This past Sunday morning I ran a half-marathon. San Francisco being a hilly city, the elevation map looked like chart 1.
As you can see, the pattern was quite favorable, with the finish line ending at lower elevation than the start. We had ups and downs, but overall enjoyed a net advantage.
Does this mean I didn’t mind running up hills because I knew the course on average was declining? Heck no. The hills were tough. Sure, I knew I’d have them, and I knew I’d get through them. And maybe the genetically-favored leggy front-runners appreciated the challenge. But for me they were no cakewalk. It was during the uphills that I questioned myself for not staying home with a plate of French toast. Of course, after I finished the race, I was better off, thankful for participating, and ready for the next one.
In chart 2, I have flipped the chart to create the equivalent S&P Index visual (a downhill average being better for races, a higher one better for markets).
To continue with the analogy, the path itself is uneven, but if you can suffer through the bumps you will end up in a more favorable situation. Why put our- selves through this at all? Because there is an opportunity cost to doing nothing. To reframe our choices, they are:
1) Opt-out (i.e., stay in bed/stay in cash). Or:
2) Deal with the discomfort, knowing that you have prepared well and that ups/ downs are part of the cycle.
One reason volatility bothers us is because we fear that the decline means something. We worry that it has not only eroded our portfolio value today, but more significantly that it portends that something fundamental has changed and more unpleasantness is ahead.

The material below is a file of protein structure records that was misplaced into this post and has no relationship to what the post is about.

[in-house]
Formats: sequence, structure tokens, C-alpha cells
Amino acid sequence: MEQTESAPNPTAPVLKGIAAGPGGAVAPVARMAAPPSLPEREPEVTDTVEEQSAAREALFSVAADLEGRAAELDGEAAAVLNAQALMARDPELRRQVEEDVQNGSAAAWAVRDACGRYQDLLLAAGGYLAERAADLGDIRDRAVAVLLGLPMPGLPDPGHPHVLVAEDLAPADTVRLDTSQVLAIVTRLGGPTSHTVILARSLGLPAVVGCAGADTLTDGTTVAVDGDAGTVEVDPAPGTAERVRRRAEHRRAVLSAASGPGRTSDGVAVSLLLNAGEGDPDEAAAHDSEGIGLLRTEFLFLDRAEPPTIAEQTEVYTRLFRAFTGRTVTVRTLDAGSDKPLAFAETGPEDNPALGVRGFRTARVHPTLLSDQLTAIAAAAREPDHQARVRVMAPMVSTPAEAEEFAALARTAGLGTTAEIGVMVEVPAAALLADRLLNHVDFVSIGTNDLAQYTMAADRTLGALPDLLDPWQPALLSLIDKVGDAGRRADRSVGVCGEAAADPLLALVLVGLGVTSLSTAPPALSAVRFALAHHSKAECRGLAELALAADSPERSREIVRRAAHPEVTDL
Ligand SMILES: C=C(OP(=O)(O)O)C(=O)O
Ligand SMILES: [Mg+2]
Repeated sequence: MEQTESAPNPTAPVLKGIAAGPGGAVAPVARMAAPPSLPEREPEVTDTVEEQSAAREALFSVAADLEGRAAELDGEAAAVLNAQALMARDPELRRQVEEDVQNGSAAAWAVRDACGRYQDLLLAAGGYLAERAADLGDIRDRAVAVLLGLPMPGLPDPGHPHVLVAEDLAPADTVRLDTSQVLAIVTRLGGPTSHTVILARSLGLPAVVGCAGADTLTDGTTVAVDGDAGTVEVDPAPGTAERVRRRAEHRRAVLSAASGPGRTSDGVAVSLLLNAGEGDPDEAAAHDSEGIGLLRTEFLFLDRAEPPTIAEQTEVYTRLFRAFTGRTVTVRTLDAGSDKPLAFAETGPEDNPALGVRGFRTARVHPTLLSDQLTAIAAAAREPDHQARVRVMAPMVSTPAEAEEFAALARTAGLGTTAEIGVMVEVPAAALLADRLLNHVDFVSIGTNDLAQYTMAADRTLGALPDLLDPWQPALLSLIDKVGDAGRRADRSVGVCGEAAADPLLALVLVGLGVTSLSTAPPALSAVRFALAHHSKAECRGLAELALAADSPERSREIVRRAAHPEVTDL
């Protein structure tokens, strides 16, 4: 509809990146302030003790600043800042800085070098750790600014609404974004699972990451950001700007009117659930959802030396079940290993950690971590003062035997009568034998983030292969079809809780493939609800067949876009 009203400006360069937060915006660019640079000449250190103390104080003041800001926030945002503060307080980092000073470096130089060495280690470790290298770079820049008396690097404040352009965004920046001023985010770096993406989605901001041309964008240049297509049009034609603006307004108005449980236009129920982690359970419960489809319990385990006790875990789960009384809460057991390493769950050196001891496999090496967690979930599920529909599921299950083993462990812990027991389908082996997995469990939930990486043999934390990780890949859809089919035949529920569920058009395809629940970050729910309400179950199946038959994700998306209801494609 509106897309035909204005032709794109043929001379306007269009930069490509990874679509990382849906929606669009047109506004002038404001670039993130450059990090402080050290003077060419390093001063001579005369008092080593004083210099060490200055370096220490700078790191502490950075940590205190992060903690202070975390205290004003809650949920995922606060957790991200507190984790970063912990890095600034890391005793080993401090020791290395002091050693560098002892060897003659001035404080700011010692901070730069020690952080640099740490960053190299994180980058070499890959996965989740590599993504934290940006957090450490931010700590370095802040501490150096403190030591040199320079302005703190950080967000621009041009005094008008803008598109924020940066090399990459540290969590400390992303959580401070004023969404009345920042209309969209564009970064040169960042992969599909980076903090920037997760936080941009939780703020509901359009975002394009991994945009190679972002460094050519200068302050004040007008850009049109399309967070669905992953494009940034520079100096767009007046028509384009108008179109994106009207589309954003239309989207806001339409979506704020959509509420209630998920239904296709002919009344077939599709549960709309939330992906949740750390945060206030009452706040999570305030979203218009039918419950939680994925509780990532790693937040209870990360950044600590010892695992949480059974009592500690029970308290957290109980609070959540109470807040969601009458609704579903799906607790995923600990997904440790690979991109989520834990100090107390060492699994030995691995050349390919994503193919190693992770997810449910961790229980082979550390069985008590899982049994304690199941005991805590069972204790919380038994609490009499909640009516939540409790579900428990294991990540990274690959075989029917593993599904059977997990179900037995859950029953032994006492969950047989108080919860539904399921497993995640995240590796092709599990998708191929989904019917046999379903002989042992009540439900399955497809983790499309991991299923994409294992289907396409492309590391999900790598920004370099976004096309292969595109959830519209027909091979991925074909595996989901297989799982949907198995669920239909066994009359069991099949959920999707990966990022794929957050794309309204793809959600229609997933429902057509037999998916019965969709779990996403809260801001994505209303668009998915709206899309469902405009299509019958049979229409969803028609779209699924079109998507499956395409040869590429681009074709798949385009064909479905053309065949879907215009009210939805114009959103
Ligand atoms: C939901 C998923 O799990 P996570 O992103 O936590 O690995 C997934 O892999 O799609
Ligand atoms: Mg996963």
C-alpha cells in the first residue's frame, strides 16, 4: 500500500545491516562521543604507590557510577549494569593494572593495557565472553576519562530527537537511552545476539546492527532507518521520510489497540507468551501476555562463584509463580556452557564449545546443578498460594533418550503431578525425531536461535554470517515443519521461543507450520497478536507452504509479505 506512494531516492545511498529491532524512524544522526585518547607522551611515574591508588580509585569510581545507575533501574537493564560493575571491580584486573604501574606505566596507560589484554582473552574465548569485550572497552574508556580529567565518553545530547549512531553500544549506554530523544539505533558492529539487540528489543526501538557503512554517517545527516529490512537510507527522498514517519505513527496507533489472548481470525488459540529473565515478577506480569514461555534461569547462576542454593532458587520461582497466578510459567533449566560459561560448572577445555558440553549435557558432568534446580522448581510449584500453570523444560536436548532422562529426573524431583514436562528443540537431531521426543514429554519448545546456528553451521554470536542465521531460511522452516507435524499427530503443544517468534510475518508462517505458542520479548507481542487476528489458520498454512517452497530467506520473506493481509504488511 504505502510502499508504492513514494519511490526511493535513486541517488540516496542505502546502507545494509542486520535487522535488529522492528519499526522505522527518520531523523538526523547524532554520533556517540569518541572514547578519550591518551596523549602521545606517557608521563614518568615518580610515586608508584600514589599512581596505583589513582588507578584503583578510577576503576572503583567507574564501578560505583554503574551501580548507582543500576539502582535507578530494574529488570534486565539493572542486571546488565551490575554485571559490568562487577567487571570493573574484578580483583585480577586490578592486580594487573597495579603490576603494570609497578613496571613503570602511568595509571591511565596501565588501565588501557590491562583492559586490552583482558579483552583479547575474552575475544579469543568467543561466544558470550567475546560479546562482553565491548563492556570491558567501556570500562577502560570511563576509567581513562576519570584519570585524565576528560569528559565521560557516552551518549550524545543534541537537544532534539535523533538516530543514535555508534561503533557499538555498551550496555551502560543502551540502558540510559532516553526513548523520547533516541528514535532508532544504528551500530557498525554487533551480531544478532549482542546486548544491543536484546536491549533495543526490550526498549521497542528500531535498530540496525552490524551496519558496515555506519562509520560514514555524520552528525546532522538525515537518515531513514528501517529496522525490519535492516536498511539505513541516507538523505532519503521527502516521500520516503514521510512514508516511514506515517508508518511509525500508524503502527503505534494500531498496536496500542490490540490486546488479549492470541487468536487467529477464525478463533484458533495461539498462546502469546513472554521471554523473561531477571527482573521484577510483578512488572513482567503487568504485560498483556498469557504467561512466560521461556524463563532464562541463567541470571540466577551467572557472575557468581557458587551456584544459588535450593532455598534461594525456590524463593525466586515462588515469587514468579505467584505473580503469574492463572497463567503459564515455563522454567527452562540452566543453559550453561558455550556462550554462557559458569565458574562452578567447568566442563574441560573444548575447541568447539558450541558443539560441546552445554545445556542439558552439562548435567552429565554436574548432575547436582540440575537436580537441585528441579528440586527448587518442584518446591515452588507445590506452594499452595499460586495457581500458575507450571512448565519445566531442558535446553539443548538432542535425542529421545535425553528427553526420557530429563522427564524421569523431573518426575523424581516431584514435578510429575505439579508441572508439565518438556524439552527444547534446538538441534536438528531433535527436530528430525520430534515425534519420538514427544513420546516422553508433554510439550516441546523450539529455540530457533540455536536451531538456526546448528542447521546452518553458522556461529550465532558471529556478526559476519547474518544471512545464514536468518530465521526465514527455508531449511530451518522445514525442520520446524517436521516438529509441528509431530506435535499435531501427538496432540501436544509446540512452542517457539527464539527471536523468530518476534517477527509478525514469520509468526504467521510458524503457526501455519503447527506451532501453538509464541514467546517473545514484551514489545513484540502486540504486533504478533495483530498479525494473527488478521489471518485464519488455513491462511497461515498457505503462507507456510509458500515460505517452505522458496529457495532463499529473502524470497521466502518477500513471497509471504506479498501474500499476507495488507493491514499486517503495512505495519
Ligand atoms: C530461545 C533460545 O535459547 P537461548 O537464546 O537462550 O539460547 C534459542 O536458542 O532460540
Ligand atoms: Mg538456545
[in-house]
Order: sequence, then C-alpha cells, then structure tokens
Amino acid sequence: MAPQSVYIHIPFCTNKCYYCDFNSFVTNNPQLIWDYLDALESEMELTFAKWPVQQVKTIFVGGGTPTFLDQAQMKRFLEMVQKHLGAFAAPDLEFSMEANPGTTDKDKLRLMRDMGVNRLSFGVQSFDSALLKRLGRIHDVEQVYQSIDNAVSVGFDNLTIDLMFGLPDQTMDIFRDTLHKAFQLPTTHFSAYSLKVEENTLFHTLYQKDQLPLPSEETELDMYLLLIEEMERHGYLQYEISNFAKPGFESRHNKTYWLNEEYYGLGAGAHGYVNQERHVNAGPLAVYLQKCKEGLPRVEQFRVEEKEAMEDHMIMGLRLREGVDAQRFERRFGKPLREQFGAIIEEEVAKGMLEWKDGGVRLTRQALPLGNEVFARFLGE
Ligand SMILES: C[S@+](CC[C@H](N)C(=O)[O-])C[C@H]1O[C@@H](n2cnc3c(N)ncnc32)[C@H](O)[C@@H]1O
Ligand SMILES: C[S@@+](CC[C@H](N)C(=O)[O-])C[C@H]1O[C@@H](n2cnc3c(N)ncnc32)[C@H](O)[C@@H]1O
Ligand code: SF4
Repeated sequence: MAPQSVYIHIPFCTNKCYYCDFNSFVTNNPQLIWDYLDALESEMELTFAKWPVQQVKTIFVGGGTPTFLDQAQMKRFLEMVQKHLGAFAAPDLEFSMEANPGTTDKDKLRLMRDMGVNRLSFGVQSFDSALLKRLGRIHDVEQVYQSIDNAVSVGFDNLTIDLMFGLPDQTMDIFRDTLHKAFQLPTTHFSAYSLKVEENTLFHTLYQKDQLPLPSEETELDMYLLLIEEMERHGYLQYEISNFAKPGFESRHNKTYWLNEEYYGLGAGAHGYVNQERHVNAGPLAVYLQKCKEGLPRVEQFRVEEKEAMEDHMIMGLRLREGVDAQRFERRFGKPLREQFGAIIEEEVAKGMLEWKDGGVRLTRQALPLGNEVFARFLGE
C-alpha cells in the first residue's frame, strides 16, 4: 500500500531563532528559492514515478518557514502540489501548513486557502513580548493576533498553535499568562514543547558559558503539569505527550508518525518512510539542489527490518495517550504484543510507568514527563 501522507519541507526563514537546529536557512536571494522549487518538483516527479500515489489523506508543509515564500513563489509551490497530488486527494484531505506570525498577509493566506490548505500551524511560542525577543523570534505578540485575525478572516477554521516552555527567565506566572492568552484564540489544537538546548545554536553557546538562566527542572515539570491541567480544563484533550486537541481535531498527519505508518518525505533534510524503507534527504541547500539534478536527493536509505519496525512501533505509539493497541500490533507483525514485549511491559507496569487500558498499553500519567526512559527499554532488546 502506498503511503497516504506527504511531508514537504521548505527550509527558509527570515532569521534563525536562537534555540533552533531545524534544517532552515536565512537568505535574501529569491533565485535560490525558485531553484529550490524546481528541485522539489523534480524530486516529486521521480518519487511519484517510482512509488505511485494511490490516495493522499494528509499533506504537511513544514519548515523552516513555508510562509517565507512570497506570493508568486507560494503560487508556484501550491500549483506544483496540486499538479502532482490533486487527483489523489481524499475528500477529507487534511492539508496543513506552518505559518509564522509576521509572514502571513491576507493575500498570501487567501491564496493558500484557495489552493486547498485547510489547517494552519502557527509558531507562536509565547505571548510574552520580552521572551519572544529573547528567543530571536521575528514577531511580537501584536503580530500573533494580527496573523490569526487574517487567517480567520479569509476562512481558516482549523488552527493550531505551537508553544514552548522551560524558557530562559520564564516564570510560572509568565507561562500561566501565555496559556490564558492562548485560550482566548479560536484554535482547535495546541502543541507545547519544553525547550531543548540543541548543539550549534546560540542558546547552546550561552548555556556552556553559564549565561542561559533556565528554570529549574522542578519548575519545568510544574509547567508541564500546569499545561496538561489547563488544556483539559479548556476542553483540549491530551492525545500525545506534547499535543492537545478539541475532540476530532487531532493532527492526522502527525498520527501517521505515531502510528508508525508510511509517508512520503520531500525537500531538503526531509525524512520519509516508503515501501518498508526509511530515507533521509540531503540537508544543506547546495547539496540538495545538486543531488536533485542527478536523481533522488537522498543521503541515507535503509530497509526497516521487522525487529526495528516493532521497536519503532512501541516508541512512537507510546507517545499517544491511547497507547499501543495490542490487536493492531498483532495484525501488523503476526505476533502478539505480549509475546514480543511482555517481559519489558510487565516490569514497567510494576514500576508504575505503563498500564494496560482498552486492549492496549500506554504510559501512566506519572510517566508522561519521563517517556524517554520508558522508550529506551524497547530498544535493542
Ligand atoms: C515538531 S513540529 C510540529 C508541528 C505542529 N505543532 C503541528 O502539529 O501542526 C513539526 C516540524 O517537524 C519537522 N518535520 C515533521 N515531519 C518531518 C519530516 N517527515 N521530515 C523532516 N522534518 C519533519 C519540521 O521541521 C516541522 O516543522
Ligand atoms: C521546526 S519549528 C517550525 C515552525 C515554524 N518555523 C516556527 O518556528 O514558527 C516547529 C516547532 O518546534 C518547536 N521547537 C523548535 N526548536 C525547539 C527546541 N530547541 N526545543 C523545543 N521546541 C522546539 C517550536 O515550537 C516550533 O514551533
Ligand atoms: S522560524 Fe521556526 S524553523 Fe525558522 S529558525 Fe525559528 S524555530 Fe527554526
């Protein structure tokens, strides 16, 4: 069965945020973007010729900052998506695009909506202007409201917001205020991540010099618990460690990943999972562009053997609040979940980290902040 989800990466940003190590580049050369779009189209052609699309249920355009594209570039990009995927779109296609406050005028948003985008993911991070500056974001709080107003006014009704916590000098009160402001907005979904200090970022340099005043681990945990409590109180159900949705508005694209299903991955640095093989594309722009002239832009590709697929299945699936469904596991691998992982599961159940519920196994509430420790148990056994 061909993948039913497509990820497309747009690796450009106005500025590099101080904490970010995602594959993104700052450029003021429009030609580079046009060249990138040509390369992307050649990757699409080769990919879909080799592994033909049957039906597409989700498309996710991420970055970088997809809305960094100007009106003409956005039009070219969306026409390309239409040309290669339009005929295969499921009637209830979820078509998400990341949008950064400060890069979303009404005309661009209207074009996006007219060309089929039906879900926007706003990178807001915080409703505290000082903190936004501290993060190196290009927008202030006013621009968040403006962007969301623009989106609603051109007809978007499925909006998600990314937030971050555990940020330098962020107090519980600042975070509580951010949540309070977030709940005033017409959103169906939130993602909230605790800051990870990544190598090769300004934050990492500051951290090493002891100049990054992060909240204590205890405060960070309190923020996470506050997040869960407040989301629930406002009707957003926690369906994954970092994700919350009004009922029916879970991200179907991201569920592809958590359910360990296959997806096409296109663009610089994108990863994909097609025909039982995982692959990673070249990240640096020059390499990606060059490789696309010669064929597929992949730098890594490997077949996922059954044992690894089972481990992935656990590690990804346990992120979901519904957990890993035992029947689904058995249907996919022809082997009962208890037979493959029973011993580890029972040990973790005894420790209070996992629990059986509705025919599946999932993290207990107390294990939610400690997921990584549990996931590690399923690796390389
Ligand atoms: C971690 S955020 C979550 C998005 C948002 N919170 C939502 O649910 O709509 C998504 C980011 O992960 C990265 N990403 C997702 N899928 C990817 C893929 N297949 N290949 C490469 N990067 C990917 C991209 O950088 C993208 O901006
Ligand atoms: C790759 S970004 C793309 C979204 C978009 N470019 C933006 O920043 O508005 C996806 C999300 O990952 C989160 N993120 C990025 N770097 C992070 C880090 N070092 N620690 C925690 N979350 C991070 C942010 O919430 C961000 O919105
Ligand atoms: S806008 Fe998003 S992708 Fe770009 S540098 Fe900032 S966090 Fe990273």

Sometimes, declines do signal reasons to be more cautious. But does this particular decline signal such a reason?
At this point, not likely. Q4 earnings have been healthy, the outlook for profits in 2018 remains positive, and the tax reform (whatever your opinion of its social/ distribution aspects) will likely boost profits in the intermediate term.
A decline of 5% or more happens on average about 3 times a year. Declines of 10% or more occur annually. So we are well within normal market movements.
Cash allocation is important; if you have short- and intermediate-term cash needs, those funds should be liquid and not in equities. But for long-term savings, Size of Decline Average Frequency1 Average Length2 Last Occurrence -5% or more About 3 times a year 47 days June 2016 -10% or more About once a year 115 days February 2016 -15% or more About once every 2 years 216 days October 2011 -20% or more About once every 33⁄4 years 338 days March 2009 1 Assumes 50% recovery of lost value 2 Measures high to market low it’s best to maintain your course and see it through.
—Adrianne Yamaki, CFP®Feb 5, 2018